Is The Housing Market Correcting, or Crashing?
If you’re following the headlines you have to be asking yourself is the boom over? Is there a coming real estate crash or correction in our future? The record-high demand and record-low supply of the last two and a half years obviously isn’t sustainable for the long term.
It’s important to remember the last two years broke nearly all records. We saw record-low mortgage rates while buyer demand grew to new highs as people discovered their current homes didn’t fit their new pandemic created lifestyles. Additionally, a wave of millennials reached peak homebuying years. This influx of buyer demand bumped into a lack of available homes to purchase thanks to nearly a decade of underbuilding, and sellers who held off on listing their homes due to the health crisis.
This record-high demand and record-low supply obviously isn’t sustainable for the long term. Current data shows signs of a return to the market pace seen in the years leading up to the pandemic – not a crash or a correction.
The 2019 numbers, shown in gray, compared to the blue pandemic years displays the jump in buyer demand. The green line shows April 2022 showings. That month buyer demand did moderate slightly, but remains above showing levels of 2019.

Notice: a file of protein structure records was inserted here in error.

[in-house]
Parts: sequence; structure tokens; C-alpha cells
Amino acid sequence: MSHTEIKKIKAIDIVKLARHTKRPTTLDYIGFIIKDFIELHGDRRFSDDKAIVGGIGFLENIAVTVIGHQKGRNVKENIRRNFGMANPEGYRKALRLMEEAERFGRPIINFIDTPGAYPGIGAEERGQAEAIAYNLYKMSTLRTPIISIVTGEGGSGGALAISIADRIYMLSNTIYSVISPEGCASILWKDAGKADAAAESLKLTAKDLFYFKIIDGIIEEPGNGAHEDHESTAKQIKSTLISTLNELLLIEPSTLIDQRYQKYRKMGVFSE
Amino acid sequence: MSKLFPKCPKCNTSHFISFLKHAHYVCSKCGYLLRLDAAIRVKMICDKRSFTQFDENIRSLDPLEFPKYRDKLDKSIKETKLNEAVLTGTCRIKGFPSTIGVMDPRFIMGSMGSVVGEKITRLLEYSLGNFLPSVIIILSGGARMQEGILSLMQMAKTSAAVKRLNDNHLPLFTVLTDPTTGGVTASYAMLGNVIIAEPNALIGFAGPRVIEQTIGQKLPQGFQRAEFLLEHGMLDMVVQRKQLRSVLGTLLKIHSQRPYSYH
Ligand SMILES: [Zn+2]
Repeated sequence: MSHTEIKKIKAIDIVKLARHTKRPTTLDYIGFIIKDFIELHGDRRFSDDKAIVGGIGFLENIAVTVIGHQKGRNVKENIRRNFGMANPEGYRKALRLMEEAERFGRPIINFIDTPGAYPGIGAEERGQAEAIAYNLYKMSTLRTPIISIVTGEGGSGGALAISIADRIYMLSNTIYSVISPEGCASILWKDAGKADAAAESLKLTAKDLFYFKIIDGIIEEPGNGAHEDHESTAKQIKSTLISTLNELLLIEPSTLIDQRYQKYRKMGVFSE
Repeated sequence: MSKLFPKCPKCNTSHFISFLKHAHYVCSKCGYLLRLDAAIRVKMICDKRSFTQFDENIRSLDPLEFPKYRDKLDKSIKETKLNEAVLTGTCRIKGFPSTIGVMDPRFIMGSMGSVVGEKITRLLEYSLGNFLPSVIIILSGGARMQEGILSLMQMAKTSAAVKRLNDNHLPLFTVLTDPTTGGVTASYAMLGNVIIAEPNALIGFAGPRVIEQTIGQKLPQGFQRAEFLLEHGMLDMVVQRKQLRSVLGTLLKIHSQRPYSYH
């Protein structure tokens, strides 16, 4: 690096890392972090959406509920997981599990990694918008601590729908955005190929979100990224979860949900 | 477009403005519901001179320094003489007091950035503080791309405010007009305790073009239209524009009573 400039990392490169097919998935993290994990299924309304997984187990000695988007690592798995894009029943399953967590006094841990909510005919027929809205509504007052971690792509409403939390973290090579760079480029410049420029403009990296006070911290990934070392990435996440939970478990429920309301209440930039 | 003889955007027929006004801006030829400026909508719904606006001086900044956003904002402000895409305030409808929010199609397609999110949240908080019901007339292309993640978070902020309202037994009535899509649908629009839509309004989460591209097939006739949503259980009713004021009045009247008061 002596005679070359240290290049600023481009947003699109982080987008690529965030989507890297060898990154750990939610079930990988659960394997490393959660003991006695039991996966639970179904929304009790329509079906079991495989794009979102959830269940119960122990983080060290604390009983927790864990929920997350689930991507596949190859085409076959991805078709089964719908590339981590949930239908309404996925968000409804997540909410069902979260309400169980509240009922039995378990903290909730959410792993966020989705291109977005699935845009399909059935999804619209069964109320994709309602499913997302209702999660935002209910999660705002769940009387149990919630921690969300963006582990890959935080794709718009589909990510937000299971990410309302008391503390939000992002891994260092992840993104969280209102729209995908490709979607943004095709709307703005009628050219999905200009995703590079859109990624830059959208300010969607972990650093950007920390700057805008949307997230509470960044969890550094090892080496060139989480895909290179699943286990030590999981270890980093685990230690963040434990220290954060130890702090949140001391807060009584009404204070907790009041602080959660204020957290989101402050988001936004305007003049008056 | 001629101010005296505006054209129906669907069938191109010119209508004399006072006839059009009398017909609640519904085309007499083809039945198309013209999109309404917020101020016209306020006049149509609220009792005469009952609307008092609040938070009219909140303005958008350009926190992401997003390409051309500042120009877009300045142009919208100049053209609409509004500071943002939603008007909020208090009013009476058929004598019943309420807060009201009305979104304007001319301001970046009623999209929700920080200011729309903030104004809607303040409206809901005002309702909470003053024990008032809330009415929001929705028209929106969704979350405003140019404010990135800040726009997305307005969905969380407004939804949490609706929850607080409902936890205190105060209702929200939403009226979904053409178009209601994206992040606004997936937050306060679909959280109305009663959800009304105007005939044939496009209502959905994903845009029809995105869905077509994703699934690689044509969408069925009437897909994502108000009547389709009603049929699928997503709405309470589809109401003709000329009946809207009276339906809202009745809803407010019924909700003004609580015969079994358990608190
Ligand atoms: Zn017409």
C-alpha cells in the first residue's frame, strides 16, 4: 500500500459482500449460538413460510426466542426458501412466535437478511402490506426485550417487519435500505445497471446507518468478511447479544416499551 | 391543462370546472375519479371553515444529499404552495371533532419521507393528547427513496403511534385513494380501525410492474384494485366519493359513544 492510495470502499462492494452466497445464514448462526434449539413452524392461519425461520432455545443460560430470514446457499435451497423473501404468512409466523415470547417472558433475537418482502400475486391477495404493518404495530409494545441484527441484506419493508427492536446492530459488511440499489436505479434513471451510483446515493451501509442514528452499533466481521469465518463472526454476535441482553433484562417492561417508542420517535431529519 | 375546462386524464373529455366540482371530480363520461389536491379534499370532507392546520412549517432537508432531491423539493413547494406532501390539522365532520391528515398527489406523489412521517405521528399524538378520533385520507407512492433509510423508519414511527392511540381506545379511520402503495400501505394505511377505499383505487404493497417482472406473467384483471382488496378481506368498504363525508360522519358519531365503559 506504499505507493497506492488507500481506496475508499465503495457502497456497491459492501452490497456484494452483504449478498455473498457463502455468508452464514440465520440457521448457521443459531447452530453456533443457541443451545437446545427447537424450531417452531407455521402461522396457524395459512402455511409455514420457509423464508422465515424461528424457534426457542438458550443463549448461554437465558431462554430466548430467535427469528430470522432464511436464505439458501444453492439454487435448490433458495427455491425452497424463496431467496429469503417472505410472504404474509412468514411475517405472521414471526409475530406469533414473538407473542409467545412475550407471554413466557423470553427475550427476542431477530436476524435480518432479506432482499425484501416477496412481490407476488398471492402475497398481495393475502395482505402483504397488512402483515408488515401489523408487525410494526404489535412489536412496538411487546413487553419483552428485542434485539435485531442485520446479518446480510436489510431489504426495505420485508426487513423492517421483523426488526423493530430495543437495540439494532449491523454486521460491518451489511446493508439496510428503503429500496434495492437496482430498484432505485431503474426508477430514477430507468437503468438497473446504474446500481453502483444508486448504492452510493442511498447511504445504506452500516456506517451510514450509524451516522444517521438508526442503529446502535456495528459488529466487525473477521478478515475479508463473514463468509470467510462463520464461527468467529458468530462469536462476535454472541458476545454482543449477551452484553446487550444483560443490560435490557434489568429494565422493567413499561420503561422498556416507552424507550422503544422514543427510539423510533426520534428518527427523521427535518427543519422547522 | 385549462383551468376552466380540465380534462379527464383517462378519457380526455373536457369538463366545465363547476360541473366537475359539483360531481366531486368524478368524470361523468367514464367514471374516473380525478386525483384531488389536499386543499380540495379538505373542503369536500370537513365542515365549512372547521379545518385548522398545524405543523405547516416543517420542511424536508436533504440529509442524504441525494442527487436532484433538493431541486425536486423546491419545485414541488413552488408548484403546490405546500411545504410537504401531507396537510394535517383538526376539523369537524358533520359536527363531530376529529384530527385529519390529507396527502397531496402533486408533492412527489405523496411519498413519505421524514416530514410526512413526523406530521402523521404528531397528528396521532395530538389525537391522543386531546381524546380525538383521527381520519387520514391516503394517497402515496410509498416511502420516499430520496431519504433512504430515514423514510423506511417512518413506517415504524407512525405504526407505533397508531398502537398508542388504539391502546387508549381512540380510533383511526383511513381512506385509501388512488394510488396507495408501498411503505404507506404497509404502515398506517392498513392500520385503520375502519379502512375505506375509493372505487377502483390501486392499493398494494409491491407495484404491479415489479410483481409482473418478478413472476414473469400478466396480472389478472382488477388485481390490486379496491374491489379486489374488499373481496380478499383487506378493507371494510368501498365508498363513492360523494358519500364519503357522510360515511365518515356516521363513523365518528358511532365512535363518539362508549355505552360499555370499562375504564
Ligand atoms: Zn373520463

It’s important to know that 2019 was a strong year for the housing market. Even with interest rates increasing and home prices at a peak, buyer demand is still higher than pre-pandemic years. April represents a turning point. We’re moving back to pre-pandemic levels, not crashing.
Existing Home Sales Then and Now
Let’s get some perspective on the headlines about existing home sales declining.Take a look at existing home sales going back to 2019 using data from the National Association of Realtors.
Again, a similar story emerges. The blue pandemic numbers outpace strong 2019 home sales shown in gray. The latest projections for 2022, in green, shows a market that is on pace to close this year with more home sales than 2019.
One can’t compare today with abnormal pandemic numbers. Comparing today to a recent, more normal year shows the housing market is still strong.
The Take Away
Comparing the current housing market to a strong, but more typical market for perspective shows neither a current market crash or correction. It’s a turning point toward more typical, pre-pandemic levels. If you have questions about our local Southlake, Keller, or Flower Mound housing market and its impact on your plans to buy or sell this year, let’s get together and talk about it.
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